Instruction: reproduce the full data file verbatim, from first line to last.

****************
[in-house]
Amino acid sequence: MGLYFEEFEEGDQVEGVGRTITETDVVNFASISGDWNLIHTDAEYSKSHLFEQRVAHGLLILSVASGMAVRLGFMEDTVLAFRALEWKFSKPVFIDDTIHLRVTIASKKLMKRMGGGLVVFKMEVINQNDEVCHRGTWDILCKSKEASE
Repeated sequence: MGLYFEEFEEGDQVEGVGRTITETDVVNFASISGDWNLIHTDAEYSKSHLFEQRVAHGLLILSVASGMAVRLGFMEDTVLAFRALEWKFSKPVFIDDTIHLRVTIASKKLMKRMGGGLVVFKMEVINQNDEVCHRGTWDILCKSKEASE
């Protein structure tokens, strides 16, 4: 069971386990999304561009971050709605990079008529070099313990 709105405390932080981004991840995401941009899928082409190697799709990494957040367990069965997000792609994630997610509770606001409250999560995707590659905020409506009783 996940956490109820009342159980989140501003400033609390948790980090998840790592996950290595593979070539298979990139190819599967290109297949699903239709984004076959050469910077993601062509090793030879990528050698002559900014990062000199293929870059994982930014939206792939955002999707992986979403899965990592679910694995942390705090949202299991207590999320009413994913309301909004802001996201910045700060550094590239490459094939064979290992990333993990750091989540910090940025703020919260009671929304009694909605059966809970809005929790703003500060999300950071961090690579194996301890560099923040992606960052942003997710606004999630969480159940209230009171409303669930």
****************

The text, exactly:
[in-house]
Amino acid sequence: MGLYFEEFEEGDQVEGVGRTITETDVVNFASISGDWNLIHTDAEYSKSHLFEQRVAHGLLILSVASGMAVRLGFMEDTVLAFRALEWKFSKPVFIDDTIHLRVTIASKKLMKRMGGGLVVFKMEVINQNDEVCHRGTWDILCKSKEASE
Repeated sequence: MGLYFEEFEEGDQVEGVGRTITETDVVNFASISGDWNLIHTDAEYSKSHLFEQRVAHGLLILSVASGMAVRLGFMEDTVLAFRALEWKFSKPVFIDDTIHLRVTIASKKLMKRMGGGLVVFKMEVINQNDEVCHRGTWDILCKSKEASE
């Protein structure tokens, strides 16, 4: 069971386990999304561009971050709605990079008529070099313990 709105405390932080981004991840995401941009899928082409190697799709990494957040367990069965997000792609994630997610509770606001409250999560995707590659905020409506009783 996940956490109820009342159980989140501003400033609390948790980090998840790592996950290595593979070539298979990139190819599967290109297949699903239709984004076959050469910077993601062509090793030879990528050698002559900014990062000199293929870059994982930014939206792939955002999707992986979403899965990592679910694995942390705090949202299991207590999320009413994913309301909004802001996201910045700060550094590239490459094939064979290992990333993990750091989540910090940025703020919260009671929304009694909605059966809970809005929790703003500060999300950071961090690579194996301890560099923040992606960052942003997710606004999630969480159940209230009171409303669930």